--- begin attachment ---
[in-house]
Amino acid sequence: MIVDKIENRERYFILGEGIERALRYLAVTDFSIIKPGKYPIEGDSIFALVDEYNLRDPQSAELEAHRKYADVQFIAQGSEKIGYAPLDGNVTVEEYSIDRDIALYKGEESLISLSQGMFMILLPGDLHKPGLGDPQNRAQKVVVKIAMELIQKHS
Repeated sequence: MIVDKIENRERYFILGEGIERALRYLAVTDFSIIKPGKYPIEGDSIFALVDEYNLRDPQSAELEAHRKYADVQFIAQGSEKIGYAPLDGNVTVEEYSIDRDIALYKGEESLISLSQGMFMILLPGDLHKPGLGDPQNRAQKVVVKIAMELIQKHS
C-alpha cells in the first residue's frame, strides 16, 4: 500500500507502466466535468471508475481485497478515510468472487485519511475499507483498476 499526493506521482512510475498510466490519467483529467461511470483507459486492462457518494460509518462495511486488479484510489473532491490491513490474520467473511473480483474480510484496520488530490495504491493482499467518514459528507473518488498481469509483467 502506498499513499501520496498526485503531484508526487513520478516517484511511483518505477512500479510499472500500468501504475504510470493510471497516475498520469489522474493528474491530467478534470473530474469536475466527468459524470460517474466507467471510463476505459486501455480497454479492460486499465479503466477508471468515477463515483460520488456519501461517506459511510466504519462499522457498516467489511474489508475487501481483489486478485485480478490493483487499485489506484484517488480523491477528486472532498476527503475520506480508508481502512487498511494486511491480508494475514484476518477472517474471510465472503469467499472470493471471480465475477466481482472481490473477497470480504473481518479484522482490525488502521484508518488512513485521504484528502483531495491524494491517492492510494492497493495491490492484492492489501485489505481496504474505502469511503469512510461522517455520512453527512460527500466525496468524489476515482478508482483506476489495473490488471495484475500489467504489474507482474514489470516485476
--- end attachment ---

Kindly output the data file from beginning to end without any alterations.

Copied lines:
[in-house]
Amino acid sequence: MIVDKIENRERYFILGEGIERALRYLAVTDFSIIKPGKYPIEGDSIFALVDEYNLRDPQSAELEAHRKYADVQFIAQGSEKIGYAPLDGNVTVEEYSIDRDIALYKGEESLISLSQGMFMILLPGDLHKPGLGDPQNRAQKVVVKIAMELIQKHS
Repeated sequence: MIVDKIENRERYFILGEGIERALRYLAVTDFSIIKPGKYPIEGDSIFALVDEYNLRDPQSAELEAHRKYADVQFIAQGSEKIGYAPLDGNVTVEEYSIDRDIALYKGEESLISLSQGMFMILLPGDLHKPGLGDPQNRAQKVVVKIAMELIQKHS
C-alpha cells in the first residue's frame, strides 16, 4: 500500500507502466466535468471508475481485497478515510468472487485519511475499507483498476 499526493506521482512510475498510466490519467483529467461511470483507459486492462457518494460509518462495511486488479484510489473532491490491513490474520467473511473480483474480510484496520488530490495504491493482499467518514459528507473518488498481469509483467 502506498499513499501520496498526485503531484508526487513520478516517484511511483518505477512500479510499472500500468501504475504510470493510471497516475498520469489522474493528474491530467478534470473530474469536475466527468459524470460517474466507467471510463476505459486501455480497454479492460486499465479503466477508471468515477463515483460520488456519501461517506459511510466504519462499522457498516467489511474489508475487501481483489486478485485480478490493483487499485489506484484517488480523491477528486472532498476527503475520506480508508481502512487498511494486511491480508494475514484476518477472517474471510465472503469467499472470493471471480465475477466481482472481490473477497470480504473481518479484522482490525488502521484508518488512513485521504484528502483531495491524494491517492492510494492497493495491490492484492492489501485489505481496504474505502469511503469512510461522517455520512453527512460527500466525496468524489476515482478508482483506476489495473490488471495484475500489467504489474507482474514489470516485476